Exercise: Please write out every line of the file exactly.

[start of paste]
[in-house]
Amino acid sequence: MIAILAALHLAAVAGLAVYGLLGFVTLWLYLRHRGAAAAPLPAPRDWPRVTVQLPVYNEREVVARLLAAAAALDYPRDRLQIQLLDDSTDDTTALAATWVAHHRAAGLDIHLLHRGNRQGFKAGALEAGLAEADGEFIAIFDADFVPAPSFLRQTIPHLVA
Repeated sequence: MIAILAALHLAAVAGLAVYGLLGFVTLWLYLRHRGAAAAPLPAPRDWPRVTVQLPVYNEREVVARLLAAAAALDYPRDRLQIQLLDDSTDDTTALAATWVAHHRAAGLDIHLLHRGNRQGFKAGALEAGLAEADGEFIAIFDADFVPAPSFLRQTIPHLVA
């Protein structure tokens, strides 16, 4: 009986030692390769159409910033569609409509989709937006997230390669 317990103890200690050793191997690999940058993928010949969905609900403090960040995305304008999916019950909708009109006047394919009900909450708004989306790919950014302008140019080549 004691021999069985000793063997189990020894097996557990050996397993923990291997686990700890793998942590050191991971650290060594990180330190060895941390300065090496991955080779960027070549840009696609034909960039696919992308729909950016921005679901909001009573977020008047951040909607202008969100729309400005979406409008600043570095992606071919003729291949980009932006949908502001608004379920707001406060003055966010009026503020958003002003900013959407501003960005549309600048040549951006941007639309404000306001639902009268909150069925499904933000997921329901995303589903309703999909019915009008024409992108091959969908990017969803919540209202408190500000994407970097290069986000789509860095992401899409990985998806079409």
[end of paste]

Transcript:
[in-house]
Amino acid sequence: MIAILAALHLAAVAGLAVYGLLGFVTLWLYLRHRGAAAAPLPAPRDWPRVTVQLPVYNEREVVARLLAAAAALDYPRDRLQIQLLDDSTDDTTALAATWVAHHRAAGLDIHLLHRGNRQGFKAGALEAGLAEADGEFIAIFDADFVPAPSFLRQTIPHLVA
Repeated sequence: MIAILAALHLAAVAGLAVYGLLGFVTLWLYLRHRGAAAAPLPAPRDWPRVTVQLPVYNEREVVARLLAAAAALDYPRDRLQIQLLDDSTDDTTALAATWVAHHRAAGLDIHLLHRGNRQGFKAGALEAGLAEADGEFIAIFDADFVPAPSFLRQTIPHLVA
């Protein structure tokens, strides 16, 4: 009986030692390769159409910033569609409509989709937006997230390669 317990103890200690050793191997690999940058993928010949969905609900403090960040995305304008999916019950909708009109006047394919009900909450708004989306790919950014302008140019080549 004691021999069985000793063997189990020894097996557990050996397993923990291997686990700890793998942590050191991971650290060594990180330190060895941390300065090496991955080779960027070549840009696609034909960039696919992308729909950016921005679901909001009573977020008047951040909607202008969100729309400005979406409008600043570095992606071919003729291949980009932006949908502001608004379920707001406060003055966010009026503020958003002003900013959407501003960005549309600048040549951006941007639309404000306001639902009268909150069925499904933000997921329901995303589903309703999909019915009008024409992108091959969908990017969803919540209202408190500000994407970097290069986000789509860095992401899409990985998806079409």